St. Frisco, driven by Frank Jones
of Memphis, won the opening heat,
setting a new record for the Ohio
stake by going tho full distance In
2:04 1-4. But in the next two miles,
when Cox Intimated that he was
ready Mabel Trask would uncork a re
serve burst of speed that made her
simply fly over the ground, a sneed
that was entirely too much for even
a trotter of St. Frisco's ability.
In the unfinished. North Randall
three-year-old trotting sweepstakes,
Expressive Lou continued her win
ning way, taking tne decided heat
easily.
In the second unfinished race the
expected did not happen. Instead,
the Beaver went on and won the un
finished 2:05 pace in straight heats.
The Beaver paid $14 to $2 in the mu
tuels. Bondalln, which last season was the
champion three-year-old pacer of the
Pacific coaBt, came to tho front in
the 2:09 pace. After dropping the
first heat, he simply paced his field
into the ground and won as he
pleased. His victory was one of the
upsets of the meeting and Bondalln
paid $133.70 to $2 when ho won the
second heat.
Gilbert Patch, one of the favorites
that have gpne across during the
I r A car that run thirty days and nights without a stop, covering 1
I 6 over fifteen thousand miles and averaging a gallon of gasoline every . .
1 21.7 miles, and a gallon of oil in 10,000 miles. '1
I A car with perfect valve-in-the-head motor, making it the most
B economic six-cylinder car on the market today. " I
I c, ITS RIDING QUALITIES ARE EQUALED BY FEW AND. , , I
I .. . EXCELLED BY NONE. ..,: -"
I Come in and let us prove it, we like to demonstrate. 1 i
I 1717 MODEL READY FOR DELIVERY.
IGoodale Seoville Company j
I 2441 Grant Avenue.
lgjffpjpeyp, num. ' nihil 1 HI il I III " i j i i - u i' 1 1 i nmiiu i n ' Tr , Ml I i Id it b d1 rTTtSBil 1
present meeting, won the 2:15 pace,
and in the third heat was nosed out
by Thomas Earl, and had his troubles
winning In the opening heat from
Derby Custer, getting a verdict that
could have gone either way.
The 2:11 trot was won by Billy Dur
free's Esperanza, another long shot.
After losing the first heat to Direc
tor Todd, Durfee's mare" came back
and won the next two.
oo 1
MANY MORE CARS
Country Must Have 6,750
Cars Permanently at Call of
War Department.
TROOP MOVEMENT
In Case of Emergency Roads
Would Need Greatly Aug
mented Rolling Stock.
Chicago, July 20. In order to move
the maximum number of troops on
short notice the railroads of the
country must have 6,750 more cars
permanently at the call of the war
department, according to W. J. Black,
passenger traffic manager of the At
chison, Topeka & Santa Fe railroad,
In a statement here today. Such an
Increase, he said, would allow tho
movement of 1,750 troops within
forty-eight hours.
The railroads, Mr. Black says, now
have a surplus of about S.000 pas
senger cars. With fifty men to a car,
these would accommodate 400,000. In
cluding 2,500 sleeping cars of all
kinds, 87,500 additional, or a total of
487,500 men could be transported at
one time without disturbing commer
cial (business.
i Mr. Black declares that if all pas
senger and sleeping cars in the United
States were used at once, 1,750,000
troops could be transported, but it
would be Impracticable to abandon all
commercial trains even in times of
war. At least fifty per cent of the
normal trafTlc would have to be main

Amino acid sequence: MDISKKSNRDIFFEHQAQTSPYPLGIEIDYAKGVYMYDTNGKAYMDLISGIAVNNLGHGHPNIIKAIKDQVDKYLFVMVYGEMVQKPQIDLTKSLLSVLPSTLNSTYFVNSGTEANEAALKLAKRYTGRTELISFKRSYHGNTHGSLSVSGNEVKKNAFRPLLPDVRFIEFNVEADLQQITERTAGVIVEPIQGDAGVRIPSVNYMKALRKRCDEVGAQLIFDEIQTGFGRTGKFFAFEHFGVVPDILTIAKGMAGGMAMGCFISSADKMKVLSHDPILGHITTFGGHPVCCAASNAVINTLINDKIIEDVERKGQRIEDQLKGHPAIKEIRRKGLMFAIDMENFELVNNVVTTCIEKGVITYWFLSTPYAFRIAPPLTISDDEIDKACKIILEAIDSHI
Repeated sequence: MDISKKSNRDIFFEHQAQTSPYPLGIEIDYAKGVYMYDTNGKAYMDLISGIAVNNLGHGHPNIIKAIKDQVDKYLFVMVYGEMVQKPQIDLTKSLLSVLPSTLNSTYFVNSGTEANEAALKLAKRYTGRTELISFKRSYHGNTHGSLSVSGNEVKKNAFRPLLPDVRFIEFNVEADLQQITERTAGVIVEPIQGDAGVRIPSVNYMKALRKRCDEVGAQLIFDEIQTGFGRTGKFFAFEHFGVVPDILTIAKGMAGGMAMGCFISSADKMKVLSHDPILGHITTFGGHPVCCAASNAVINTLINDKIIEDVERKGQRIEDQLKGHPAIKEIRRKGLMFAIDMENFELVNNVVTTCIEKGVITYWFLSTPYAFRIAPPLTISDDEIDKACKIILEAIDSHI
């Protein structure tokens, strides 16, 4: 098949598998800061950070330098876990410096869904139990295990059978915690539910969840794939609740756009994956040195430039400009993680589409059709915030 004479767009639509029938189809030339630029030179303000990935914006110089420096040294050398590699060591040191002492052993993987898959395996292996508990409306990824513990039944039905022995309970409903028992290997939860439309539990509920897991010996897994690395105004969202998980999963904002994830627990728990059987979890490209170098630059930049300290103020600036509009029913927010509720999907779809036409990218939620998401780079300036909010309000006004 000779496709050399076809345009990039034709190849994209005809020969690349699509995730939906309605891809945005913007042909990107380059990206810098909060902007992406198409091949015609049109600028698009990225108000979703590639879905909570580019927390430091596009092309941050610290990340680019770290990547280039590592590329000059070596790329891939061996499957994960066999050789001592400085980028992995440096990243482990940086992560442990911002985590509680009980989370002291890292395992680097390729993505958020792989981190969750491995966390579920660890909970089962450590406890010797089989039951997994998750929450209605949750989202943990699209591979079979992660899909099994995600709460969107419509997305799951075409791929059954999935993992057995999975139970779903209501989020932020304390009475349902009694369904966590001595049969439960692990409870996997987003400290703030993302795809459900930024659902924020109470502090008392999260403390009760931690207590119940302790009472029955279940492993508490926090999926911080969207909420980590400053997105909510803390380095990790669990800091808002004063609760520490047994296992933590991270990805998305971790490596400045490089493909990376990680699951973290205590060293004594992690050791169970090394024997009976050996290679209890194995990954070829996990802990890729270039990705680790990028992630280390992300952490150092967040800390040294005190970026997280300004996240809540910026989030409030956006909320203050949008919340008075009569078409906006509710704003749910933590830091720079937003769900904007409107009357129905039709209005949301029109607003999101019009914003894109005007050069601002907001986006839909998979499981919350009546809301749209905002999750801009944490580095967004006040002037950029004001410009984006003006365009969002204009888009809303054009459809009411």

tained. On that basis, he says, avall
aDle equipment would enable Ameri
can railroads to move only 500,000
troops in 18 hours, hence the Increase'
in cars necessary if it were desired;
to move the largest contingents.
oo
WILSON ASKED
Department of Labor May Be
Asked to Make Effort to End
Cloak Makers' Strike.
Washington, July 20. President
Wilson today received a request from
Henry Morga.nthau, formerly ambas
sador to Turkey, Cleveland H. Dodge,!
A. Barton Hepburn and several other
New York men asking that the gov
ernment intervene in the cloak mak
ers' strike which has been in progress
in New York City for twelve weeks.
The petition was made on the
ground that the strike threatened the
supply of women's clothing of the
whole nation. The president probably
will forward the request to the depart
ment of labor with Instructions that
the bureau of conciliation make efforts
to end the strike.
The president referred to the peti
tloners to the departments of labor
and commerce with Eho request that
immediate action be taken. The bu
reau of conciliation probably will un
dertake negotiations for settlement of
the strike.
FISHERMEN LOSE
LIVES IN MONSOON
London, July 20, 9:30 a. m. Two
hundred fishermen are believed to
have lost their lives in a monsoon off
the coast of Colombo, Ceylon, ac
cording to a dispatch received by the
Exchange Telegraph company. A large
tishing fleet was caught bv the storm II
and more than 100 boats have failed j 1
to return. 1 1
BELGIAN REFUGEES 1
ONWAYTOU.S.
Rotterdam, July 20, via London,
12:30 p. m The Holland-American
I line steamship Noordam sailed for
: New York this morning. On board are
fifty Belgian women and children,
who are being sent to join relatives
and friends in the United States and
Canada, under the arrangement made
by the Rev. John B. Deville of Chi- m
cago. Father Deville returned to 4
Belgium today for more refugees. If
Bell-ans I
Absolutely Removes J
Indigestion. Onepackage fi
proves it. 25c at all druggists.' m
i FIRST NATIONAL I I
BANK I II
OF OGDEN, UTAH. I I
j U. S. DEPOSITARY. D I
a Capital $150,000.00 I I
5 Surplus and Undlvld. H I
$ ed Profits $225,000.00 1 1 I
I Deposits $3,000,000.00 1 j I
M. S. Browning, President. I ig
John Watson, Vlce-Prealdnt, I
L. R. Eccles, Vice-President. B
R. B. Porter, Vice-President. I
James F. Burton, Cashier, '
Sumner P. Nelson, Asst. Csh'r. g
SLADE